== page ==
Thomas continued to explore the effects of radiation throughout her career, joining several international study groups researching occupational and radiation health issues.

That interest brought her back to NCI in 1999, where she played a vital leadership role in reshaping the Collaborative Chernobyl Research Program.

"Dr. Thomas traveled extensively, investigating leukemia among the men tasked with cleaning up Chernobyl and thyroid cancer among children," Beebe said. "She worked overseas with such spirit; she will be tremendously missed by her many friends and colleagues in Russia, Belarus and Ukraine. She contributed so much to the program."

Thomas was also a dedicated educator. From 1994 to 1999, she was an associate professor and division director at the Uniformed Services University of the Health Sciences in Bethesda. While there, she conducted research on the health of submariners. She also taught courses at George Washington University and Georgetown University Medical School.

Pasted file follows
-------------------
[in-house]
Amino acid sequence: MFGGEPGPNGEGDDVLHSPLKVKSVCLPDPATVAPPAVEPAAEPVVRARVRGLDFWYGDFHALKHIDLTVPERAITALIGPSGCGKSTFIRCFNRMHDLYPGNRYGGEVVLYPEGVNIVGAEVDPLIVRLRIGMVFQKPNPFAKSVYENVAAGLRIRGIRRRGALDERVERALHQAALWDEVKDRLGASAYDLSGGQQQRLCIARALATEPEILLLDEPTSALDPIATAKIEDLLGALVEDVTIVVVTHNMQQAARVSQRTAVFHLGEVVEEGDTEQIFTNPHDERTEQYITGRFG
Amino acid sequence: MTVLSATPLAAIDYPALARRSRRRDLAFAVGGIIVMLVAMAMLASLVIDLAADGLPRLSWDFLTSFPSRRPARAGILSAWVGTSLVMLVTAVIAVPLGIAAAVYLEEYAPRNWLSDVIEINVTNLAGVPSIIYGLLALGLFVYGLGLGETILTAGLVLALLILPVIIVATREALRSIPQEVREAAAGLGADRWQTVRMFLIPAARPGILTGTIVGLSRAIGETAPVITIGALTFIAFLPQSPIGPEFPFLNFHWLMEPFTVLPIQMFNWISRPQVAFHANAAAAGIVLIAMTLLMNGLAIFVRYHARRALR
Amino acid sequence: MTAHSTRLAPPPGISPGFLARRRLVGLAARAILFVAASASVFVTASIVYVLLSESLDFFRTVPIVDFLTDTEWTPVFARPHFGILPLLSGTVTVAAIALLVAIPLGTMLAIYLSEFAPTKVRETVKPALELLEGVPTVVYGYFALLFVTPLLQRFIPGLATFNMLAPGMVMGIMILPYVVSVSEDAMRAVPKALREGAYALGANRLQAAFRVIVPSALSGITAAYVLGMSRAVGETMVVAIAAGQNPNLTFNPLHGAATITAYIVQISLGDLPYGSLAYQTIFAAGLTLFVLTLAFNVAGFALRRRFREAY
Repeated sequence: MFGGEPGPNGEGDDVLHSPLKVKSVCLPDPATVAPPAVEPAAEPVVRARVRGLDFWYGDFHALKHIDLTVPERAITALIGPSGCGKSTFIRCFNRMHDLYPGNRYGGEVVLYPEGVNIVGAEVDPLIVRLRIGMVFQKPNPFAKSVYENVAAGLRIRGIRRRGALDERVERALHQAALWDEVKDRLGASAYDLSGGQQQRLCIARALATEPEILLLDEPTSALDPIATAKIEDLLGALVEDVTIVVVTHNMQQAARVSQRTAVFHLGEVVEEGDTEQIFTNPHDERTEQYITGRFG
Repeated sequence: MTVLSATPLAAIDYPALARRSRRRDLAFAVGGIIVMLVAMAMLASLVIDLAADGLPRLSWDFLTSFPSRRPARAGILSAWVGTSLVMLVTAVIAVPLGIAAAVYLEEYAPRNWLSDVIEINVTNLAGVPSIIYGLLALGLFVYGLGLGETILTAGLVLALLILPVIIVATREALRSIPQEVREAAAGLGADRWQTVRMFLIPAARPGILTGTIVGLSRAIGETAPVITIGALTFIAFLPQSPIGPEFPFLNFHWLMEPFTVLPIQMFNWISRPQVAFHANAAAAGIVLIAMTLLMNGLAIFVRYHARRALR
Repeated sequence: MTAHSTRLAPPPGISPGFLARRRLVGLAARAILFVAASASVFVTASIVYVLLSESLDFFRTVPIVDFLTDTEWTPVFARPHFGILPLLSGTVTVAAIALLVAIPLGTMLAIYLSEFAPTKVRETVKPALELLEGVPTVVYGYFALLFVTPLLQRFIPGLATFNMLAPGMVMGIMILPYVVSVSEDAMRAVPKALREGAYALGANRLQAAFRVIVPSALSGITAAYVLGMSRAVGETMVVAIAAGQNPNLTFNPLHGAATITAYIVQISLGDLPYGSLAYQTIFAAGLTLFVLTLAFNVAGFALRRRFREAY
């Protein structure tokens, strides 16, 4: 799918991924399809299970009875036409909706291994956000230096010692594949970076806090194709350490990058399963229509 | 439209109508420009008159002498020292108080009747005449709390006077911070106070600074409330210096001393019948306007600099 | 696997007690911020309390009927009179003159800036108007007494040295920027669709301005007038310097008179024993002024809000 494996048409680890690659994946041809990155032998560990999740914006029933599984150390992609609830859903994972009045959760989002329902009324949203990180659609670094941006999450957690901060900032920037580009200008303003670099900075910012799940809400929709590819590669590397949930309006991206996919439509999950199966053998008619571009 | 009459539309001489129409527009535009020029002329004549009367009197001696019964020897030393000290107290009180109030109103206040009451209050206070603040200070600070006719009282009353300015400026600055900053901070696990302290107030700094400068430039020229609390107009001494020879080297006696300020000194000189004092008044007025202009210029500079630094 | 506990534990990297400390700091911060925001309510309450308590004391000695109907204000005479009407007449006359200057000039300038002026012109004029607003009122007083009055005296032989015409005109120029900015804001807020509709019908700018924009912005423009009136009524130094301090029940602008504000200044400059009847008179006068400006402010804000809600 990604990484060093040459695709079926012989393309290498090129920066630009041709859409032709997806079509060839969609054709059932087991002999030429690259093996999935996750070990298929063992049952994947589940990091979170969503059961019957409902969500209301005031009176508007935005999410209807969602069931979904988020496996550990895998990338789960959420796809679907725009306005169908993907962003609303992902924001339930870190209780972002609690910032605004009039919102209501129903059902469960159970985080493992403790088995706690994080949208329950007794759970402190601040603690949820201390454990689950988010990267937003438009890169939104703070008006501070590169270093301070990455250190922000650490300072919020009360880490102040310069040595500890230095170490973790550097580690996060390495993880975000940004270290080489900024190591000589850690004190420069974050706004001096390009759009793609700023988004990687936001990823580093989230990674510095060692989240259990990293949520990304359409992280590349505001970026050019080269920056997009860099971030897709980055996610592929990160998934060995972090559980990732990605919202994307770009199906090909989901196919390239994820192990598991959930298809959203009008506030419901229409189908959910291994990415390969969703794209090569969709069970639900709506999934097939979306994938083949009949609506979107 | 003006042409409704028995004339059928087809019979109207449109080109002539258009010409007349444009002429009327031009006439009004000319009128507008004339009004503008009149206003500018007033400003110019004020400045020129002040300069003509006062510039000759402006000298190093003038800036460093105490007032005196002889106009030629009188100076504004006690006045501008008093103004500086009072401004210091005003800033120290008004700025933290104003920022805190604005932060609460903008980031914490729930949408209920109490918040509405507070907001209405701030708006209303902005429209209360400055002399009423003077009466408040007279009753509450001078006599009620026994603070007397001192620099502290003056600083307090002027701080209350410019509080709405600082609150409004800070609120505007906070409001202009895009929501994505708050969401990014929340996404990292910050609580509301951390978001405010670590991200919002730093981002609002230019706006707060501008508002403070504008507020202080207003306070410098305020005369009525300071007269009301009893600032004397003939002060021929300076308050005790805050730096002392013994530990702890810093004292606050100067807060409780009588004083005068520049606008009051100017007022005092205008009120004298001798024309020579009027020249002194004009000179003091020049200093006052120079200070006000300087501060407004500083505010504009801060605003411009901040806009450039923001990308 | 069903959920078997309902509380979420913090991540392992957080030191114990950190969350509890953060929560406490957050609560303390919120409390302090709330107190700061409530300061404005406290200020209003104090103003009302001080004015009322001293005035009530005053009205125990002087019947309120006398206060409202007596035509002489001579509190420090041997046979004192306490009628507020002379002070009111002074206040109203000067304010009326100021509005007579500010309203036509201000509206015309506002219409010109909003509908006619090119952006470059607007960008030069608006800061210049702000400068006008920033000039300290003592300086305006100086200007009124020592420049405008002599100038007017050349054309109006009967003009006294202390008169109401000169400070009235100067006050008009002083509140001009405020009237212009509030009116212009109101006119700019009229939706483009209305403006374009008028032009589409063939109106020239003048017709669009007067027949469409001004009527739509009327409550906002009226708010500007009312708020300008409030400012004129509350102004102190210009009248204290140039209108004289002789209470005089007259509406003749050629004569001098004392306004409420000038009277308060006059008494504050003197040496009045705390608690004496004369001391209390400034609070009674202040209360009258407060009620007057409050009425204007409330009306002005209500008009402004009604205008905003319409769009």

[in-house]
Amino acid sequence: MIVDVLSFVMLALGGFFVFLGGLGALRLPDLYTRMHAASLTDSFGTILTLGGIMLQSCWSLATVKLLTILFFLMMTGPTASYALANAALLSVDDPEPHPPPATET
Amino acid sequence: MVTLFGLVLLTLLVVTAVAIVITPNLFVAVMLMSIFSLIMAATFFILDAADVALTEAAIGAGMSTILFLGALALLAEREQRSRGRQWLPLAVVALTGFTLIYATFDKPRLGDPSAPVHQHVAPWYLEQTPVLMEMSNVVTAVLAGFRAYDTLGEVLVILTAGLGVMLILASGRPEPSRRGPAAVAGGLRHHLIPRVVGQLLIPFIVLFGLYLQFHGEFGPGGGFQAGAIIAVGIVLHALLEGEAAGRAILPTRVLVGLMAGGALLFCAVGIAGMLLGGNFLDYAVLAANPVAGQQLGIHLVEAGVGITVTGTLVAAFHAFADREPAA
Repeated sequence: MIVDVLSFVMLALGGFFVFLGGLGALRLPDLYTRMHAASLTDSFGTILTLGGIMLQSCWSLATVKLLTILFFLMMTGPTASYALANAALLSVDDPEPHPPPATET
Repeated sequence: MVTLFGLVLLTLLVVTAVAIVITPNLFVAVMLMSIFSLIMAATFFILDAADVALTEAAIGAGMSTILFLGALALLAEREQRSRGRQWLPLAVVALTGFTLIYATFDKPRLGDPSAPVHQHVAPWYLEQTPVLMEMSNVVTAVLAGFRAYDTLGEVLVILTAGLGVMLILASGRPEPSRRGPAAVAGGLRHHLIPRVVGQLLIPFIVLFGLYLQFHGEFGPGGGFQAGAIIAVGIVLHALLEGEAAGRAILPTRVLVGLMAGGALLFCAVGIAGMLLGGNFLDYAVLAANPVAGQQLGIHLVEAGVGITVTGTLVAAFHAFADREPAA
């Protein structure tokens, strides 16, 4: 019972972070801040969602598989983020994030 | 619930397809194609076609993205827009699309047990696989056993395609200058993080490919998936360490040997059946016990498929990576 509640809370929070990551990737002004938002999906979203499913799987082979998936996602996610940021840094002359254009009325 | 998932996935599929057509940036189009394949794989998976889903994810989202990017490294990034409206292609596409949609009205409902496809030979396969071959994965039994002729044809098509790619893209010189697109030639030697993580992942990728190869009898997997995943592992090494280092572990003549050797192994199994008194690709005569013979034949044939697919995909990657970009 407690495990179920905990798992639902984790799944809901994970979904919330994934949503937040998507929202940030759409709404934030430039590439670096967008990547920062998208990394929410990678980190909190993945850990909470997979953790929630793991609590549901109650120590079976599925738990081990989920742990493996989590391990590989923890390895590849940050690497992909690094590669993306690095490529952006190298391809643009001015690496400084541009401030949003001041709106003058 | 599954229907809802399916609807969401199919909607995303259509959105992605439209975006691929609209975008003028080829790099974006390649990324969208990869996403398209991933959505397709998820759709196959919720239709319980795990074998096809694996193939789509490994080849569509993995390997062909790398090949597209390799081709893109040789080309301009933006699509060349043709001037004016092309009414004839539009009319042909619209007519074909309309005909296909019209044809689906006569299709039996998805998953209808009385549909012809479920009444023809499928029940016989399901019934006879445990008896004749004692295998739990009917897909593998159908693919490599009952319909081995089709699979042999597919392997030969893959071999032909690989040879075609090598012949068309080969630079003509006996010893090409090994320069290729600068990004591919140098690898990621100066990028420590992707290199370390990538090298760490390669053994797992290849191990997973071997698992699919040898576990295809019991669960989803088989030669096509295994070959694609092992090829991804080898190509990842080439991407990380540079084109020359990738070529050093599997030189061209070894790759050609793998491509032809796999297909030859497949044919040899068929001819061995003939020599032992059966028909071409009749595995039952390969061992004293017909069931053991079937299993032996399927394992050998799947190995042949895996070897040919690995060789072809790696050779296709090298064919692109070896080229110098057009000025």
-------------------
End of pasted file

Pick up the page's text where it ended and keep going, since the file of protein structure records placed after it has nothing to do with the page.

"Terry loved epidemiology and she communicated that enthusiasm to her students," said her husband, Dr. Mike Radtke, of the Center for Scientific Review. "Just days before she died, she was signing off on the thesis cover sheets sent to her by her students. She worked right up until the end. If she said she'd do something, she got it done."

Thomas coauthored or authored more than 30 peer-reviewed journal articles. She was a fellow of the American College of Epidemiology. Her private pursuits included travel, gourmet food, gardening and aerobic exercise. She was an aerobics instructor for more than a decade and walked the 60-mile Avon Breast Cancer Three-Day Walk in 2000.

She is survived by her husband, of Silver Spring, Md.; stepchildren Alesia Booth of Sykesville, Md. and Matthew Radtke of Urbana, Md.; her mother, Marjorie Duel of Columbia, Md.; and two sisters, Deborah Padgett of Newport News, Va. and Pamela Herbert of Fairfax, Va.